Winter quiet brings a space for thinking that I never seem to have time for during the busier seasons, so I’ve been mulling about the meaning of family.
If you come from a relatively small birth family like mine (no siblings), the word family has a little more flexible meaning than it might for other people. In our life, family is who shows up and cares enough to use precious vacation days to come from NY and camp in our back yard; or people who send us news clippings and Craigslistings of used yurts; and people who randomly ship paleo/low carb cookies that Chris can eat. Or people who drop by their famous pepper jelly with an extra Christmas cactus (his name is Ernie–by the way—the cactus, not the person). Or people who buy frozen geese as a joke and name lambs after football quarterbacks just to annoy us.
Family is about creating connection. It’s not even necessarily about the length of time spent together; it’s about a feeling, locked in, that’s there and solid. It can be a week or a month or five years, when you see each other and the warm glow is still between you. A quick email, a texted heart, a momentary online exchange; it’s just nice to know each other is still out there.
A farm is a different kind of a business than others, often because it’s a physical, biological place and not just a building or cloud space. Farm businesses can move to new locations; farmers can relocate. But a farm is embedded in its town; it protects the watershed from flooding, it hosts wildlife for hunters and visitors, it produces food, fiber, and fuel for its neighbors. A farm is almost its own member of the greater town family. I get how people sometimes talk about a farm having a life of its own; they certainly have their own personalities! I think ours somewhat resembles a few people I know (who shall remain unnamed!)…a little run down, a little rough around the edges, but waiting for a bit of love and care to bloom.
We are part of a greater community. Sometimes I think it’s easy to forget that, when we talk to the people we see every day online or in person, but our community includes all the people that we think about and don’t see as often as we’d like, and those people we probably should reach out to. It wasn’t exactly a New Year’s Resolution (I don’t ever actually achieve those, do you?), but I did set an intention this year to reach out to people I think about, more. When someone crosses my mind, I am trying to send them an email, text, card, message. What caused that person to cross my mind? Were they thinking of me? Does it matter? Were they in need of someone, anyone stretching a hand (virtual or otherwise) to them? If we can be that for them, I think we owe it to ourselves to try.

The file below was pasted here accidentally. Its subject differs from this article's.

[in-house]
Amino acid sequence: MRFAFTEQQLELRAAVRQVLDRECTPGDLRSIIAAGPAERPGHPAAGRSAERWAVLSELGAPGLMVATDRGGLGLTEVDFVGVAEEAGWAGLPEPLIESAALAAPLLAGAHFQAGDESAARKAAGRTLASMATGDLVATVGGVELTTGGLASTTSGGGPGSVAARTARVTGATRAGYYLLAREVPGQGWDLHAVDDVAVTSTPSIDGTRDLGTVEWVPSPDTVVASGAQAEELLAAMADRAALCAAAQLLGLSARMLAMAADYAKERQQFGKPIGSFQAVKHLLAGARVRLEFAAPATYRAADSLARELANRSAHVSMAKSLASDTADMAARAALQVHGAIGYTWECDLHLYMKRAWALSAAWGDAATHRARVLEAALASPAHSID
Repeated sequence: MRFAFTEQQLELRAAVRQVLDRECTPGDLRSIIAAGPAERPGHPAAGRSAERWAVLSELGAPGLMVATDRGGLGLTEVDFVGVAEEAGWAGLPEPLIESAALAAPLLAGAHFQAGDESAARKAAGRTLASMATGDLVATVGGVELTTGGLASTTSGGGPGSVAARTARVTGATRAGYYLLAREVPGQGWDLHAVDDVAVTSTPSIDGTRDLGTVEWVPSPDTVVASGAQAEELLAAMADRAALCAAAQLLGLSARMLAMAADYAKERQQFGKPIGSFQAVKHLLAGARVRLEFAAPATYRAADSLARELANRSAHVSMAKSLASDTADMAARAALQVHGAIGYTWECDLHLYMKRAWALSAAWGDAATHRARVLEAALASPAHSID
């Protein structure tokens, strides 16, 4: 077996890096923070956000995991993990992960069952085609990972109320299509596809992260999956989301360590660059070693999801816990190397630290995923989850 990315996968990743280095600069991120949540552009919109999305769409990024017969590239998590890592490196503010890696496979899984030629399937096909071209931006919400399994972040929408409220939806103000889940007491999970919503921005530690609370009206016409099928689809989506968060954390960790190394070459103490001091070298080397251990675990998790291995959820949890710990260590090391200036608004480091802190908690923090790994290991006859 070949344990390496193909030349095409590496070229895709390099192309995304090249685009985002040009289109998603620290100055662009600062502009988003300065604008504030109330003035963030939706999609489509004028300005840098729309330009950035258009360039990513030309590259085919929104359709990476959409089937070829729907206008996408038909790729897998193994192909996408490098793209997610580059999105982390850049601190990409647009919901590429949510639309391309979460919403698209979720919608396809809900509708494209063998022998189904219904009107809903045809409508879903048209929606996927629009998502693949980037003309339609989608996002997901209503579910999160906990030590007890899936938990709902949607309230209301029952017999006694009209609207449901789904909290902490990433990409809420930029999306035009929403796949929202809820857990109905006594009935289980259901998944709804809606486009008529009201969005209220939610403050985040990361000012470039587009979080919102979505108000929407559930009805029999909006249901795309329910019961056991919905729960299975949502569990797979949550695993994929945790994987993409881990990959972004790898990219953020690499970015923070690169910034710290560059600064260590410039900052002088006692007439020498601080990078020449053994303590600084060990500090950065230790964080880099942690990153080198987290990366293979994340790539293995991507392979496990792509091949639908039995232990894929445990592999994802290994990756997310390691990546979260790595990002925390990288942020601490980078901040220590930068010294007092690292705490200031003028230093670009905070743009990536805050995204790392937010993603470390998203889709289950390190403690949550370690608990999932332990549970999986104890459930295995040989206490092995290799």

Because these invisible threads that connect and bind us, these relationships of birth/adopted/friends/besties/family-by-any-name…they are what hold us together when everything else goes down.
We try to ask ourselves–what kind of family are we cultivating? Is it a place where lots of perspectives are welcome, and there’s something to learn from everyone? We hope so! Is it about creating hope together and strength and connection? We try. Is it about being perfect? Absolutely not. I’ve been reading a lot of Brene Brown lately, and let me be super vulnerable and up front here: I haven’t always been a very good friend. I once got fired from a wedding, and I totally deserved that. Thankfully, most of my dearest friends have forgiven my failings, but not everyone has. Life is long, and we’re not perfect–I’m certainly not! So, let’s forgive ourselves and try to do better, together.
Thanks for being part of our family. We wouldn’t be here without the support from and belief of all the people who thought we could do this, and continue to send us good vibes and high fives and visits to take a class or buy some farm products. We are all in this together, and I love that.
And, exciting news! I was just interviewed on the Small Farm Nation podcast about getting our farm started up and the journey that got us here. And about being a woman farmer and some other neat things about my farm experience. Please give it a listen, and thank you again, family!